Confessions of a Fish-Watcher

Eagle Lake, Holden (revisited)

I spent my childhood in the Sebago Lakes region of southern Maine.  In summer, my brothers and I spent nearly all of our time IN or ON the water: boating, swimming, snorkeling, fishing – and fish-watching.  Some of my earliest memories are of times spent gazing into watery depths, spying on various piscine forms.

Sketches made at the Sandwich,MA state fish hatchery, May 2012, pencil, 9″ x 12″

In November, we’d go on special fish-watching expeditions to the old fish hatchery on the Jordan River, where we could watch spawning landlocked salmon up the river from Sebago Lake.  More often, we’d simply lurk around the dock at my grandparents place on Panther Pond, watching the bluegills, pumpkinseeds, and an occasional largemouth bass defend their nests in the weedy shallows.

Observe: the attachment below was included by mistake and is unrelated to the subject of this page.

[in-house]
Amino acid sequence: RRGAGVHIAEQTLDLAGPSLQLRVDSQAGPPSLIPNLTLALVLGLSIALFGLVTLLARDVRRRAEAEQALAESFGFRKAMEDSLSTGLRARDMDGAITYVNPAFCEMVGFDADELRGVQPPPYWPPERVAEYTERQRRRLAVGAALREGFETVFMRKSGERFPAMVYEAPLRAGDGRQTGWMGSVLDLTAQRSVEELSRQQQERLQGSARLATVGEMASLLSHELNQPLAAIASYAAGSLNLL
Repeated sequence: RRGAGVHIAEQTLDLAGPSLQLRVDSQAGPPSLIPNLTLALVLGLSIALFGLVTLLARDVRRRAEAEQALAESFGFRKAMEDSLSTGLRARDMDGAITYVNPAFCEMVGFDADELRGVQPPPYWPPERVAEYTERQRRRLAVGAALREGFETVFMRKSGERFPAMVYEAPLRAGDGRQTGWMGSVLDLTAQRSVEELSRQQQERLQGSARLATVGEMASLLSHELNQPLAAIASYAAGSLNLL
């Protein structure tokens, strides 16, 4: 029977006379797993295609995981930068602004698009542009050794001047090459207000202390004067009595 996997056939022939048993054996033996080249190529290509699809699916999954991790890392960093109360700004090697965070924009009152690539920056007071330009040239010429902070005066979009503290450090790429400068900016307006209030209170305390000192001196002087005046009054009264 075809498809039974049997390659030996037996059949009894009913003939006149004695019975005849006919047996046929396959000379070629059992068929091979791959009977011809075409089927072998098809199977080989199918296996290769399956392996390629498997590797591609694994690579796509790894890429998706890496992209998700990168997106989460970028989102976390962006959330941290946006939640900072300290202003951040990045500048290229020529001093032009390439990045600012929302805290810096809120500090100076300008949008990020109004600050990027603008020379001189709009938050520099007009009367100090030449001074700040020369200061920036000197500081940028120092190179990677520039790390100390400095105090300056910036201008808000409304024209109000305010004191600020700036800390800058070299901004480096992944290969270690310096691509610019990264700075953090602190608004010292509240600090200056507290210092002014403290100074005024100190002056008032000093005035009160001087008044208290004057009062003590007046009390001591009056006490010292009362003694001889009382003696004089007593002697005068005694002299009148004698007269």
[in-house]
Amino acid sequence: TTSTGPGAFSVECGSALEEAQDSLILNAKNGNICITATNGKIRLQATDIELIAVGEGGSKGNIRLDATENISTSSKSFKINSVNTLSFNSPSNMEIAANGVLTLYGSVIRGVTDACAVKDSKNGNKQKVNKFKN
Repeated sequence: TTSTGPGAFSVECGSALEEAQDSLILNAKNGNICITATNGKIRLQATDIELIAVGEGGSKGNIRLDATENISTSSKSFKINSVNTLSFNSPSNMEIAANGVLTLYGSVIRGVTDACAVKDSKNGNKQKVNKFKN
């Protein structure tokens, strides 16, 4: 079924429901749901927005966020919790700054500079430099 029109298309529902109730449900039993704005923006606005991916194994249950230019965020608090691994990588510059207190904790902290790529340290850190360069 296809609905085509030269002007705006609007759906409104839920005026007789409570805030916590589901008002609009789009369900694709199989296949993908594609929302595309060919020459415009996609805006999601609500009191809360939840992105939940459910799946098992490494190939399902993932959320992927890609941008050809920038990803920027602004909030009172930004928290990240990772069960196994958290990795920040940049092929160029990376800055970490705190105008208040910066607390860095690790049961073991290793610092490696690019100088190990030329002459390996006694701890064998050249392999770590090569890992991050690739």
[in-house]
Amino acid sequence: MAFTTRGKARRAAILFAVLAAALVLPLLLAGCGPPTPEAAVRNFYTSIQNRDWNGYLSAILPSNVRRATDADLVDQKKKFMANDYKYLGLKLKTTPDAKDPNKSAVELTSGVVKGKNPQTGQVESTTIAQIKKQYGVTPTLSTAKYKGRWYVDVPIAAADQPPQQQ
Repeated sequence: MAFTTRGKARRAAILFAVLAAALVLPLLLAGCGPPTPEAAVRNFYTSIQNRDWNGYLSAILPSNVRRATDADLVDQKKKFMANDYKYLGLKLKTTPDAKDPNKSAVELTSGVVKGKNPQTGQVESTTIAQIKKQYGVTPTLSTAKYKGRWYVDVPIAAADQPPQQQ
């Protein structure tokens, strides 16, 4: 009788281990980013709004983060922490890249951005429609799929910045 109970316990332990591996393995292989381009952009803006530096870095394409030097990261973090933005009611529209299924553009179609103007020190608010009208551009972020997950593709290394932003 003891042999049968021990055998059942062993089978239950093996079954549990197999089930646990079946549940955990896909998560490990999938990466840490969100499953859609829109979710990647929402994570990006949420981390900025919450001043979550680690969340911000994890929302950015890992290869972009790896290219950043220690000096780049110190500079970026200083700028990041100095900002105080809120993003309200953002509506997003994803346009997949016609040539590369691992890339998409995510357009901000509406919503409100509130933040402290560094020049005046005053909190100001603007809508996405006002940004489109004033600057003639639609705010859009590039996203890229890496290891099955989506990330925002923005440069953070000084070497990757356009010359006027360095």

One behavior I find especially attractive is the way pumpkinseeds and bluegills wave their aqua blue fins as they guard their nest sites.  If an intruder draws too near, they give chase, then return to the nest and resume waving those fins.  I’ve come to think of them as “Fan Dancers”.

Fan Dancer II (Pumpkinseed), watercolor on Arches cold-press, 8″ x 11″

I watched this same behavior when I visited Eagle Lake Wildlife Sanctuary in Holden, Massachusetts back in May, 2015.  I took some digital photos at that time and made a few quick sketches, but with the press of other subjects, never got around to doing anything more with them.  Winter in the studio is a good time to revisit these “lost opportunities”, and the watercolors you see here are the result.

Fan Dancer I (Pumpkinseed), watercolor on Arches cold-press, 8″ x 11″



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